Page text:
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The number of people who have fled Ukraine following Russia's offensive topped one million on Wednesday, UN’s refugee chief Filippo Grandi said on Twitter, as Russian forces kept up their bombardment of Ukraine's second-biggest city Kharkiv and laid siege to two strategic seaports.
The tally from the UN refugee agency released to AP amounts to more than two per cent of Ukraine’s population being forced out of the country in less than a week, the swiftest refugee exodus this century.
The mass evacuation could be seen in Kharkiv, where residents desperate to get away from falling shells and bombs crowded the city’s train station, not always knowing where they were headed.
In the Hungarian town of Zahony on Wednesday, more than 200 Ukrainians with disabilities – residents of two care homes in Ukraine’s capital Kyiv – disembarked into the cold wind on a train station platform after an arduous escape from the violence gripping Ukraine.
The refugees, many of them children, have serious mental and physical disabilities, and were evacuated from their care facilities once the Russian assault on the capital intensified.
“It wasn’t safe to stay there, there were rockets, they were shooting at Kyiv,” said Larissa Leonidovna, the director of the Svyatoshinksy orphanage in Kyiv. “We spent more than an hour underground during a bombing.”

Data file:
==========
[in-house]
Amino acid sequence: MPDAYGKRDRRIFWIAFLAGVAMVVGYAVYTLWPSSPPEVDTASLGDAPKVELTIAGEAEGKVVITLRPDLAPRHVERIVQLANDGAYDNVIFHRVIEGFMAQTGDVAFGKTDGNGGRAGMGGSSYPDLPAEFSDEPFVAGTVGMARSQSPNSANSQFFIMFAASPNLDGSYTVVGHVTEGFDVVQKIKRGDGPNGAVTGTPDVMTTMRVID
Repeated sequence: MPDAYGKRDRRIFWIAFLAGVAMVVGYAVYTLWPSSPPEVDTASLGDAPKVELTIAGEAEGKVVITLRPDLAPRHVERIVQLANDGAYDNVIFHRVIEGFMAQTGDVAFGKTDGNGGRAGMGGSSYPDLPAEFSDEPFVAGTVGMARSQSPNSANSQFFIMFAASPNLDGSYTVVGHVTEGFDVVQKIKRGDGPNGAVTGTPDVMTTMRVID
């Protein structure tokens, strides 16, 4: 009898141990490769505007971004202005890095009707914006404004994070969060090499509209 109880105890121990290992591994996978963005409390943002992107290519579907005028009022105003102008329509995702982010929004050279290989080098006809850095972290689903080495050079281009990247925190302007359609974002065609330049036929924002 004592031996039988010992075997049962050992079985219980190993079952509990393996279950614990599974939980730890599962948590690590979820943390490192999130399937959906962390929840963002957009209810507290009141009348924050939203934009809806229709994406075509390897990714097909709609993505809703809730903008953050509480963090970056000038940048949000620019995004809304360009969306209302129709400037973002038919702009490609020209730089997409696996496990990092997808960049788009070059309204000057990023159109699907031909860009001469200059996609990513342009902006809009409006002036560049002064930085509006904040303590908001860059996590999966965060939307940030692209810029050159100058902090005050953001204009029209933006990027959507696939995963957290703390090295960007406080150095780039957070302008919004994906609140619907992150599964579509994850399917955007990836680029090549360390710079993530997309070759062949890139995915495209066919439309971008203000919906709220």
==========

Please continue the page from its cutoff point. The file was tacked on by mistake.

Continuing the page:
Russia’s intensifying attack on Ukraine has forced one million people to leave in what one UN official predicted could become Europe’s “biggest refugee crisis this century”.
The exodus tallied early Thursday by the UN refugee agency after one week of Russian fighting is without precedent in this century for its speed and amounted to more than two per cent of Ukraine’s population.
More than half of the refugees – nearly 505,000 – have gone to Poland, while more than 116,300 have entered Hungary and 79,300-plus have crossed into Moldova, according to earlier figures. Another 71,000 have fled to Slovakia, and some 69,600 have gone to other European countries.
While many of those fleeing are able-bodied adults, choosing to brave long and sometimes dangerous journeys to bring themselves and their families to safety, others are at the mercy of their caregivers.
“These children need a lot of attention, they have illnesses and require special care,” said Ms Leonidovna.
EU prepares for millions of refugees from Ukraine
The EU must prepare for the arrival of millions of refugees as they flee war in Ukraine, the bloc's top home affairs official said on Thursday, adding that she expected governments to agree on a temporary protection scheme in the coming days.
The bloc's interior ministers were set to agree in principle at a meeting on Thursday to automatically grant those fleeing Ukraine a residence permit and access to employment, social welfare and housing for up to three years, they said.
"(Russian President Vladimir) Putin's terrible war of aggression has had terrible consequences for people in Ukraine," German Interior Minister Nancy Faeser said as she arrived at the Brussels meeting.
At least 227 civilians have been killed and another 525 wounded since the invasion began, according to the latest figures from the office of the UN High Commissioner for Human Rights.
Earlier, Ukraine said more than 2,000 civilians have died, a figure yet to be independently verified.
Still, the tally eclipses the entire civilian casualty count from the fighting in 2014 in eastern Ukraine between pro-Russian separatists and Ukrainian forces, which left 136 dead and 577 injured.